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Tim Deehan, President, Actionable Intelligence Technologies
The typical organization in loses 5% of its revenues to fraud each year. Although 5% may not sound like much, when you consider that the average profit margin in the U.S. is only 6.5%, a typical fraud occurrence could easily mean the difference between solvency and bankruptcy. Globally that translates to $3.5 trillion. In 20% of cases caused losses exceed $1 million. Walmart posted 3.1 % and Big Oil averaged 5.1%. For larger organizations with such small profit margins it is easy to see how internal frauds have been able to destroy very successful companies along with their accounting/audit firms.
Frauds lasted a median of 18 months before being detected with average fraud amounts ranging from $573,000 for executives to $60,000 for employees. The longer a fraud lasts and the higher level of authority the larger the losses. Fraud losses in the US are estimated to range from $300 billion to $600 Billion in the US. This estimate speaks to the difficulty of discovering and proving all frauds that occur. Even more challenging than detecting, investigating and prosecuting fraud is recovering the funds. On average 58% percent of companies that detect frauds recover $0.
The genesis of this problem has its roots in the 1980s. As Larry Crumbley writes in his Forensic and investigative accounting text book, “In the early 1980s intense competition caused the auditing fees to fall by as much as 50% from the mid-1980s to the mid-1990s. Thus, auditors had to cut costs by reducing the labor-intensive process of reviewing hundreds of corporate accounts. They grew more reliant on internal controls and worked less with account balances and entries. Because top executives can circumvent internal controls, they could manipulate the record and cook the books. Eventually the results were what happened to Enron, WorldCom, Xerox, Adelphia Communications, and the fall of Arthur Andersen in the early 2000s.”
These major failures of corporate audits were largely driven by CFOs and senior accountants who had learned the audit techniques as junior accountants and were able to control what records would be provided to the audit team. They knew exactly how to hide activities in other subsidiaries, partnerships and off shore accounts Enron used more than 700 partnerships in the Cayman Islands to help hide their activities. The scope of this transactional activity was such that the IRS could only estimate the potential taxes owned, not actually determine them.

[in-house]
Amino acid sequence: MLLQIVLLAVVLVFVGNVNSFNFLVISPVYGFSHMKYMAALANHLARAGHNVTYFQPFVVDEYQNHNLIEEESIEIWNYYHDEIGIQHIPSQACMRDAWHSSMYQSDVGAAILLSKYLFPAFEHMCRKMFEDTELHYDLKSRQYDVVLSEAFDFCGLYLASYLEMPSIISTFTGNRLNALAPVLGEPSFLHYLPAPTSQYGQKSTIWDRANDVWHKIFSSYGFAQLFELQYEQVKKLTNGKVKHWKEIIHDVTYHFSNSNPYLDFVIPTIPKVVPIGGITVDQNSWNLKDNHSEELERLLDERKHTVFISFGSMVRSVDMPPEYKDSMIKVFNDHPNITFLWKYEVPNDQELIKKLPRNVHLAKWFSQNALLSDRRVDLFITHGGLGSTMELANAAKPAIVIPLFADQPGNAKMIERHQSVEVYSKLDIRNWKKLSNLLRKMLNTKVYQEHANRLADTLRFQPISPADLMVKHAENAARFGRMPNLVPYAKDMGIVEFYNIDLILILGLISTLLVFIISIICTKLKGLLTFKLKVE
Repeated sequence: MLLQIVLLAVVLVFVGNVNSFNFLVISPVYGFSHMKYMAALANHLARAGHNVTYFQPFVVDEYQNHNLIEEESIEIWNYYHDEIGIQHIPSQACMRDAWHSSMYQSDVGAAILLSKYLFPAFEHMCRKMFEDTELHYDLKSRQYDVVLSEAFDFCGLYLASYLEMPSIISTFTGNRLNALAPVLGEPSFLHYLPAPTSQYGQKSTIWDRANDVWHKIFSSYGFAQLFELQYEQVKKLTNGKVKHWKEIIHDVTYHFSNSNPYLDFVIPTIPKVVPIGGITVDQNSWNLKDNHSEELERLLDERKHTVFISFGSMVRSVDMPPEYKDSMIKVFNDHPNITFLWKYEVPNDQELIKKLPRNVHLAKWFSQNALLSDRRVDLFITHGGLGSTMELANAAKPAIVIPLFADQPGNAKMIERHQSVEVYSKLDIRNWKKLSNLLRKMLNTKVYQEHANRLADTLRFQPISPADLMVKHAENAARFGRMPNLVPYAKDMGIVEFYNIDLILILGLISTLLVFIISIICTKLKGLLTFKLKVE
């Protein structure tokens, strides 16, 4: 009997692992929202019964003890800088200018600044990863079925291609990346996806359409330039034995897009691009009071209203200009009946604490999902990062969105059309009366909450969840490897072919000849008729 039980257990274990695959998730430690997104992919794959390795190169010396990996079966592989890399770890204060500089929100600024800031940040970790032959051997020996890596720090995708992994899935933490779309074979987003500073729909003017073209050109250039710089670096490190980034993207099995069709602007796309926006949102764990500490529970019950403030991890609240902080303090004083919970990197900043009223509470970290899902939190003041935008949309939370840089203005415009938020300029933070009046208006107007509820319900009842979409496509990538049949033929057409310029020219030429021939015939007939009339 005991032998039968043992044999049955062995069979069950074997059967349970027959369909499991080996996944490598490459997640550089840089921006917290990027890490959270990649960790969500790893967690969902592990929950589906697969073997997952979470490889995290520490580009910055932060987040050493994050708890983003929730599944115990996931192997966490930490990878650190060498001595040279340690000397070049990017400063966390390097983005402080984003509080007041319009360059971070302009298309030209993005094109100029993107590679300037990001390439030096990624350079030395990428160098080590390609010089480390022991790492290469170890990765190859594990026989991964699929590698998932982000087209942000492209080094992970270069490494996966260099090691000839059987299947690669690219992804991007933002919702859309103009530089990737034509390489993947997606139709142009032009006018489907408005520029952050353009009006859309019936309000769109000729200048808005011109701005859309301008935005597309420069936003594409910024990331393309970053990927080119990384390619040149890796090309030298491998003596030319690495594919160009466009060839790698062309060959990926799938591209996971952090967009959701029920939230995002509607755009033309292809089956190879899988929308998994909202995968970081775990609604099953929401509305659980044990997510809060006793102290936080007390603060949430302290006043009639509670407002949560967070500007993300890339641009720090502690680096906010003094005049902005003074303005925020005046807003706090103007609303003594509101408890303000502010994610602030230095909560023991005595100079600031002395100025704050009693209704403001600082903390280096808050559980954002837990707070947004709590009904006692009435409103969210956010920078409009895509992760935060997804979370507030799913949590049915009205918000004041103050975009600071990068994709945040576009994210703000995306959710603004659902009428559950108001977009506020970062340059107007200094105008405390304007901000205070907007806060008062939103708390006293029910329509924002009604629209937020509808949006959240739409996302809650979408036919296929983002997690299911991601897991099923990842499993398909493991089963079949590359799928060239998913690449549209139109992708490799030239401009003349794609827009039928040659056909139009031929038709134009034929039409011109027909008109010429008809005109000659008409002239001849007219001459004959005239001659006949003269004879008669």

Such is the challenge to comprehensively analyze financial records when intentional fraud is perpetrated by insiders with accounting skills, access and authority. The vast majorities of frauds are uncovered by whistleblowers rather than audit systems.
However, organizations, corporations and directors can and should take many reasonable measures to ensure fraud does not destroy the reputation, viability and success that the organization has worked so diligently to create.
- Conduct random due diligence tests by qualified forensic accounting teams using the proper methodologies and technology tools capable of rapidly and automatically analyzing vast amounts of data held by a typical company. Due diligence efforts described herein should be unannounced, driven by the external forensic accounting team’s plan and given the authority to obtain ALL data requested immediately. Securing of all documentation and data is critical. Arthur Andersen personnel were ultimately convicted of destruction of tons of records in the Enron failure, not for violations the records might have proved.
- An effective plan is essential for successfully detecting, investigating and ultimately deterring fraud in an organization. Critical elements of a plan are surprise, prior knowledge of business operations and accounting structures and proper resources for the due diligence to include the right personnel and technology.
- Advanced technology and technology skills are essential. Very often frauds are arranged as a “Soft Fraud” meaning that the perpetrators can create a plausible deniability for the scheme. Such techniques as intentional misuse of data systems wherein all necessary data is not captured can in the company systems and such omissions would be very hard to discover during an audit. Should the losses eventually be uncovered, the perpetrators can claim that the necessary data entry was simply “missed” as an oversight. Proving criminal intent would most likely not be possible without a confession. Such situation requires advanced data analysis and correlation skills not found with all forensic accounting firms. Look for a firm that specializes in leveraging technology to produce dramatic improvement of Business Outcomes.
- "THE WORKING of THE UNITED NATIONS." <i>The United Nations</i> (1948): n. pag. Web.
- Forensic and Investigative Accounting, Crumbley, Heitger, Smith, ©2013 CCH Incorporated
- Perry, Mark J. "The Public Thinks the Average Company Makes a 36% Profit Margin, Which Is about 5X Too High - AEI." <i>AEI</i>. N.p., 2 Apr. 2015. Web. 10 July 2015.
- Association of Certified Fraud Examiners (ACFE) report.
- FBI crime statistics.
- "Employee Fraud Losses Often Aren’t Recovered." The CFO Report RSS. N.p., n.d. Web. 10 July 2015.
- "Illicit Financial Flows." Global Financial Integrity. N.p., May 27, 2014. Web. 10 July 2015.
[Image courtesy of David Castillo Dominici at FreeDigitalPhotos.net]
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